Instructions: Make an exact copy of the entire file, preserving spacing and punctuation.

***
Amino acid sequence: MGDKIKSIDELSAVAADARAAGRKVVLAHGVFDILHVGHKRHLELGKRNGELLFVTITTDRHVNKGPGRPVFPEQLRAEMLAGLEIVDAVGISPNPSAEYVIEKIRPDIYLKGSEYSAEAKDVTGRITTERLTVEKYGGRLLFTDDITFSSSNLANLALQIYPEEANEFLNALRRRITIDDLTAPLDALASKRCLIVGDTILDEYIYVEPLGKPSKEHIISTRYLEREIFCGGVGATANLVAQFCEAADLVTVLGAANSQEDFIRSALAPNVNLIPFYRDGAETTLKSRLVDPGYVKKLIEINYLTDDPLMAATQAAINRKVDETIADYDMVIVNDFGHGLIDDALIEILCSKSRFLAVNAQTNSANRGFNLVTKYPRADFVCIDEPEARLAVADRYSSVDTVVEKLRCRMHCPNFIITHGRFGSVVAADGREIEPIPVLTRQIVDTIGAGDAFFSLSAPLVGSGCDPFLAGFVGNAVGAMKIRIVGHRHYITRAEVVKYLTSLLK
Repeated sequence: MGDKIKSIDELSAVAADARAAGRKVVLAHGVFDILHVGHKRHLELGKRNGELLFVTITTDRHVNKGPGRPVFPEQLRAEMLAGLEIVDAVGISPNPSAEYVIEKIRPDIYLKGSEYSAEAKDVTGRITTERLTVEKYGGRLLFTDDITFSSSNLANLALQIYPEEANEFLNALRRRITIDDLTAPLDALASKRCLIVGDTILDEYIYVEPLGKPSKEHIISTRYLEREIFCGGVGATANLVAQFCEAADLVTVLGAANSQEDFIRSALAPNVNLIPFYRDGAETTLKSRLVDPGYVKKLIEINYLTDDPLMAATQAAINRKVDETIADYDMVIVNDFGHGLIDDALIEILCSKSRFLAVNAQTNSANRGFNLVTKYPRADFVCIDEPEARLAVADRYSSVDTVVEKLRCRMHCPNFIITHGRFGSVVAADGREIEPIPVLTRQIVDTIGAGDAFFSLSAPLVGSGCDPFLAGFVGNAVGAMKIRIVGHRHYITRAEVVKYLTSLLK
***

Amino acid sequence: MGDKIKSIDELSAVAADARAAGRKVVLAHGVFDILHVGHKRHLELGKRNGELLFVTITTDRHVNKGPGRPVFPEQLRAEMLAGLEIVDAVGISPNPSAEYVIEKIRPDIYLKGSEYSAEAKDVTGRITTERLTVEKYGGRLLFTDDITFSSSNLANLALQIYPEEANEFLNALRRRITIDDLTAPLDALASKRCLIVGDTILDEYIYVEPLGKPSKEHIISTRYLEREIFCGGVGATANLVAQFCEAADLVTVLGAANSQEDFIRSALAPNVNLIPFYRDGAETTLKSRLVDPGYVKKLIEINYLTDDPLMAATQAAINRKVDETIADYDMVIVNDFGHGLIDDALIEILCSKSRFLAVNAQTNSANRGFNLVTKYPRADFVCIDEPEARLAVADRYSSVDTVVEKLRCRMHCPNFIITHGRFGSVVAADGREIEPIPVLTRQIVDTIGAGDAFFSLSAPLVGSGCDPFLAGFVGNAVGAMKIRIVGHRHYITRAEVVKYLTSLLK
Repeated sequence: MGDKIKSIDELSAVAADARAAGRKVVLAHGVFDILHVGHKRHLELGKRNGELLFVTITTDRHVNKGPGRPVFPEQLRAEMLAGLEIVDAVGISPNPSAEYVIEKIRPDIYLKGSEYSAEAKDVTGRITTERLTVEKYGGRLLFTDDITFSSSNLANLALQIYPEEANEFLNALRRRITIDDLTAPLDALASKRCLIVGDTILDEYIYVEPLGKPSKEHIISTRYLEREIFCGGVGATANLVAQFCEAADLVTVLGAANSQEDFIRSALAPNVNLIPFYRDGAETTLKSRLVDPGYVKKLIEINYLTDDPLMAATQAAINRKVDETIADYDMVIVNDFGHGLIDDALIEILCSKSRFLAVNAQTNSANRGFNLVTKYPRADFVCIDEPEARLAVADRYSSVDTVVEKLRCRMHCPNFIITHGRFGSVVAADGREIEPIPVLTRQIVDTIGAGDAFFSLSAPLVGSGCDPFLAGFVGNAVGAMKIRIVGHRHYITRAEVVKYLTSLLK